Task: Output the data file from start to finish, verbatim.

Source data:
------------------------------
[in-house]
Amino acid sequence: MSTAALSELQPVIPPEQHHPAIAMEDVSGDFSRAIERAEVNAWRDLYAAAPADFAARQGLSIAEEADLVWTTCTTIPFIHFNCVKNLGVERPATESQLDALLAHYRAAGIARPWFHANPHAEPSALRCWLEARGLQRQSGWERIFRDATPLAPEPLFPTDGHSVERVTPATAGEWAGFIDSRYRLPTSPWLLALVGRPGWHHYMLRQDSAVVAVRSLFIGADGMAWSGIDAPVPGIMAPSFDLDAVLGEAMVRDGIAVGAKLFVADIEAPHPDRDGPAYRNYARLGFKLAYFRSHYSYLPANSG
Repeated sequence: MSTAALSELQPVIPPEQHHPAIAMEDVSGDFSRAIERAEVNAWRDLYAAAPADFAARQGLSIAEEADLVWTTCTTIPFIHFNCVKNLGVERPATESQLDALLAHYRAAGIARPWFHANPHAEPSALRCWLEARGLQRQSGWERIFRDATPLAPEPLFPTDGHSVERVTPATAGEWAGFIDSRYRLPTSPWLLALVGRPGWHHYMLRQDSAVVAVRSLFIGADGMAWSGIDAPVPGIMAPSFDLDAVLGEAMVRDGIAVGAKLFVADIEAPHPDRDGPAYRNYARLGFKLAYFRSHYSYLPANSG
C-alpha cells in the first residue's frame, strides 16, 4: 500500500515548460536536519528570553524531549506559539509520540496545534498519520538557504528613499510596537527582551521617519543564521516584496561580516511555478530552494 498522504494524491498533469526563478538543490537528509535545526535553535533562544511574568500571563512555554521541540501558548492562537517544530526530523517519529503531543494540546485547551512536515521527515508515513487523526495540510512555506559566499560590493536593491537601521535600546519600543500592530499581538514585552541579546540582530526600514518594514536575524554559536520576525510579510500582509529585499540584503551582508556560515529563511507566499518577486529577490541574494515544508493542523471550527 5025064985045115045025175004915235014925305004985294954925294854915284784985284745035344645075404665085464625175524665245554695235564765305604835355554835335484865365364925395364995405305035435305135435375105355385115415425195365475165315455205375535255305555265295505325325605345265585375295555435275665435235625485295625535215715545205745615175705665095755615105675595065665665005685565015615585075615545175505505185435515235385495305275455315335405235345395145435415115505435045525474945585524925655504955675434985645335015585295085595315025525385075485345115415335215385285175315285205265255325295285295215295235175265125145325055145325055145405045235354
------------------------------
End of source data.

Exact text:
[in-house]
Amino acid sequence: MSTAALSELQPVIPPEQHHPAIAMEDVSGDFSRAIERAEVNAWRDLYAAAPADFAARQGLSIAEEADLVWTTCTTIPFIHFNCVKNLGVERPATESQLDALLAHYRAAGIARPWFHANPHAEPSALRCWLEARGLQRQSGWERIFRDATPLAPEPLFPTDGHSVERVTPATAGEWAGFIDSRYRLPTSPWLLALVGRPGWHHYMLRQDSAVVAVRSLFIGADGMAWSGIDAPVPGIMAPSFDLDAVLGEAMVRDGIAVGAKLFVADIEAPHPDRDGPAYRNYARLGFKLAYFRSHYSYLPANSG
Repeated sequence: MSTAALSELQPVIPPEQHHPAIAMEDVSGDFSRAIERAEVNAWRDLYAAAPADFAARQGLSIAEEADLVWTTCTTIPFIHFNCVKNLGVERPATESQLDALLAHYRAAGIARPWFHANPHAEPSALRCWLEARGLQRQSGWERIFRDATPLAPEPLFPTDGHSVERVTPATAGEWAGFIDSRYRLPTSPWLLALVGRPGWHHYMLRQDSAVVAVRSLFIGADGMAWSGIDAPVPGIMAPSFDLDAVLGEAMVRDGIAVGAKLFVADIEAPHPDRDGPAYRNYARLGFKLAYFRSHYSYLPANSG
C-alpha cells in the first residue's frame, strides 16, 4: 500500500515548460536536519528570553524531549506559539509520540496545534498519520538557504528613499510596537527582551521617519543564521516584496561580516511555478530552494 498522504494524491498533469526563478538543490537528509535545526535553535533562544511574568500571563512555554521541540501558548492562537517544530526530523517519529503531543494540546485547551512536515521527515508515513487523526495540510512555506559566499560590493536593491537601521535600546519600543500592530499581538514585552541579546540582530526600514518594514536575524554559536520576525510579510500582509529585499540584503551582508556560515529563511507566499518577486529577490541574494515544508493542523471550527 5025064985045115045025175004915235014925305004985294954925294854915284784985284745035344645075404665085464625175524665245554695235564765305604835355554835335484865365364925395364995405305035435305135435375105355385115415425195365475165315455205375535255305555265295505325325605345265585375295555435275665435235625485295625535215715545205745615175705665095755615105675595065665665005685565015615585075615545175505505185435515235385495305275455315335405235345395145435415115505435045525474945585524925655504955675434985645335015585295085595315025525385075485345115415335215385285175315285205265255325295285295215295235175265125145325055145325055145405045235354